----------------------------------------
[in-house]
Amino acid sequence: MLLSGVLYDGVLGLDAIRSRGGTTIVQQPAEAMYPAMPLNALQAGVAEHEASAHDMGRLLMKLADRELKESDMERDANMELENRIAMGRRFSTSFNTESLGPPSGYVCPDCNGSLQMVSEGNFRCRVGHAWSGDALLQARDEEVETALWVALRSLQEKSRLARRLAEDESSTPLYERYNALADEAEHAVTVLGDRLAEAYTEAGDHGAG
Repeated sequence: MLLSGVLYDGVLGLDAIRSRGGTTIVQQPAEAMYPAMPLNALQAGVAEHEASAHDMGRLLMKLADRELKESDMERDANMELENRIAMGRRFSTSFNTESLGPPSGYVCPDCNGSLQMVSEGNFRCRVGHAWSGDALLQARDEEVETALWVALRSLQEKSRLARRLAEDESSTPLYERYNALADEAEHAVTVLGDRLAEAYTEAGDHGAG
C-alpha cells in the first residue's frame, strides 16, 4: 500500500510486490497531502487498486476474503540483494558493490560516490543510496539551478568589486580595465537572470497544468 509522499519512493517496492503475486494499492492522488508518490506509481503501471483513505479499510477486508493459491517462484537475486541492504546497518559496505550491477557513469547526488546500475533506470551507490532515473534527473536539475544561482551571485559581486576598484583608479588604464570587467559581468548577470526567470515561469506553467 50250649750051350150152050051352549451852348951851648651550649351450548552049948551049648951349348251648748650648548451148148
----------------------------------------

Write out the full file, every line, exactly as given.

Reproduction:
[in-house]
Amino acid sequence: MLLSGVLYDGVLGLDAIRSRGGTTIVQQPAEAMYPAMPLNALQAGVAEHEASAHDMGRLLMKLADRELKESDMERDANMELENRIAMGRRFSTSFNTESLGPPSGYVCPDCNGSLQMVSEGNFRCRVGHAWSGDALLQARDEEVETALWVALRSLQEKSRLARRLAEDESSTPLYERYNALADEAEHAVTVLGDRLAEAYTEAGDHGAG
Repeated sequence: MLLSGVLYDGVLGLDAIRSRGGTTIVQQPAEAMYPAMPLNALQAGVAEHEASAHDMGRLLMKLADRELKESDMERDANMELENRIAMGRRFSTSFNTESLGPPSGYVCPDCNGSLQMVSEGNFRCRVGHAWSGDALLQARDEEVETALWVALRSLQEKSRLARRLAEDESSTPLYERYNALADEAEHAVTVLGDRLAEAYTEAGDHGAG
C-alpha cells in the first residue's frame, strides 16, 4: 500500500510486490497531502487498486476474503540483494558493490560516490543510496539551478568589486580595465537572470497544468 509522499519512493517496492503475486494499492492522488508518490506509481503501471483513505479499510477486508493459491517462484537475486541492504546497518559496505550491477557513469547526488546500475533506470551507490532515473534527473536539475544561482551571485559581486576598484583608479588604464570587467559581468548577470526567470515561469506553467 50250649750051350150152050051352549451852348951851648651550649351450548552049948551049648951349348251648748650648548451148148